Biomass is defined as any organic material from plants or animals and is an energy carrier that can be burned or anaerobic digested for energy purpose. Burning biomass releases carbon dioxide in the atmosphere but since the carbon is fixated by photosynthesis and it will be recycled into new crops and trees. Therefore it´s considered to be a renewable energy source in the EU and UN frameworks. However, the availability of a biofuel feedstock is very different among the European countries.
In the Nordic countries there is a lot of growing forest and the residues from the forestry industries is a utilized feedstock for CHP-production at a large scale. In central Europe the forest is in many cases protected for good reasons and the main feedstock is mainly agricultural residues or cultivated energy crops. Liquid biofuels as bio-oil from oilseeds is also considered to be biofuels. There is an ongoing discussion regarding palm oil and the unsustainable cultivation in Indonesia.
In a DH context, biomass is generally used to feed CHP plants, either as a dedicated source or replacing a percentage of the original fuel. Because biomass is an energy carrier and can therefore be stored, biofuel CHP plants have the potential to be used as a renewable peak plant, during times of low supply or high demand. When combined with a thermal store, revenue can furthermore be increased by making it possible to control output based on electricity prices, rather than thermal demand.
Conversion to biogas requires an intermediate step, usually an anaerobic digester. Although this facility can be scaled up and placed more centrally, it depends on the energy content per amount of feedstock mass (frequently related to the percentage of water content) if this is economically feasible. If central collection takes place anyway for other reasons (for example green household waste collection or tapping into an existing landfill), this will be less of an issue and centralised larger scale installations will then be feasible.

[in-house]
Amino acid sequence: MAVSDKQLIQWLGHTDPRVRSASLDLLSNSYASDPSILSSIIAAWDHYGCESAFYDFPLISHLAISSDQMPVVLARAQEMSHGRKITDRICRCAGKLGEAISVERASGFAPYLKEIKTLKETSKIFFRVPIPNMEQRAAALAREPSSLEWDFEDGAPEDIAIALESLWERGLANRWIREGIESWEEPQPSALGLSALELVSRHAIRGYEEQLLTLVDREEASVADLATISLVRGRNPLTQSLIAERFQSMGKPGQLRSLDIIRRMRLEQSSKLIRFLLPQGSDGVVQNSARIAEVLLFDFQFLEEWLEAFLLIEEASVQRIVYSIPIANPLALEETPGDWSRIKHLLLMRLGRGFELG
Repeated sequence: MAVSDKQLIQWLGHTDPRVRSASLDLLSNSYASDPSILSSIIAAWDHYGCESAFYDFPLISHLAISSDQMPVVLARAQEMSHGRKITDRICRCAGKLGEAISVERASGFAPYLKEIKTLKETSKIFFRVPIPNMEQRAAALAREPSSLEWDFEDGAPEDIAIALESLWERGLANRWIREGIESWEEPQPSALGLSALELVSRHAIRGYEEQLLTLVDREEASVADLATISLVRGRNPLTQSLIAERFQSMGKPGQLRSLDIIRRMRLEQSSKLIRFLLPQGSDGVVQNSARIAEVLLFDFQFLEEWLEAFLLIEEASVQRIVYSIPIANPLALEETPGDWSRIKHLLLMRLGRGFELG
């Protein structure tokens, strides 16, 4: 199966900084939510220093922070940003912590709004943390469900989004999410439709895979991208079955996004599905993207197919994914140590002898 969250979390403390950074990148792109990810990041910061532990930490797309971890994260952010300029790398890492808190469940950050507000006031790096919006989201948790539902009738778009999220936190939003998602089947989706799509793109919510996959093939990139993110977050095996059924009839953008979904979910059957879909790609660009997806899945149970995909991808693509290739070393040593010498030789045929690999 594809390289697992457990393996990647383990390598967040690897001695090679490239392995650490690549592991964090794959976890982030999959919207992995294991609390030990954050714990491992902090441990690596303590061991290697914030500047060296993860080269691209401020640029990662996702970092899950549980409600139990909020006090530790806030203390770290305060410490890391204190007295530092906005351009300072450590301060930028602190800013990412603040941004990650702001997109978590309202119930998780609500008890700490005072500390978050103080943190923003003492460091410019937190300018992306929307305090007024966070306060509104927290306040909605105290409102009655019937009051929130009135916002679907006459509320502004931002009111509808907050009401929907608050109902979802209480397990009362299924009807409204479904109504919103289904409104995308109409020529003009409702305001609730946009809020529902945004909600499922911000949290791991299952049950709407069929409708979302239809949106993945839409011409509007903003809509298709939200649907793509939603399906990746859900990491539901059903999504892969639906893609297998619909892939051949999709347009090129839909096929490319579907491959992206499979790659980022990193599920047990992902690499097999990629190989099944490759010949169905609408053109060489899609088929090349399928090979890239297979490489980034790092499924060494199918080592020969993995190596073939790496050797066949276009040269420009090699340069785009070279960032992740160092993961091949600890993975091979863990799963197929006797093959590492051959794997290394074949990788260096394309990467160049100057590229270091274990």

Depending on the biofuel available and the installation present, existing CHP plants may be able to accept partial or full replacement of their existing fuel source, sometimes right away, sometimes requiring a degree of conversion. CHP plant size is also highly variable, from the relatively small Vertical City biodiesel engine which partially serves a single building to a large wood chip CHP plant (converted from coal) as part of the Gothenburg DH network.
The presence of a combustion process does require some attention to emissions, but assuming the energy content of the biomass or biofuel is high enough, transport cost should not be an issue and CHP plant location will then mostly depend on where the heat is needed. In case of wood and other solids, storage facilities should be covered to reduce rain absorption, as a wet condition may significantly reduce the energetic output per ton.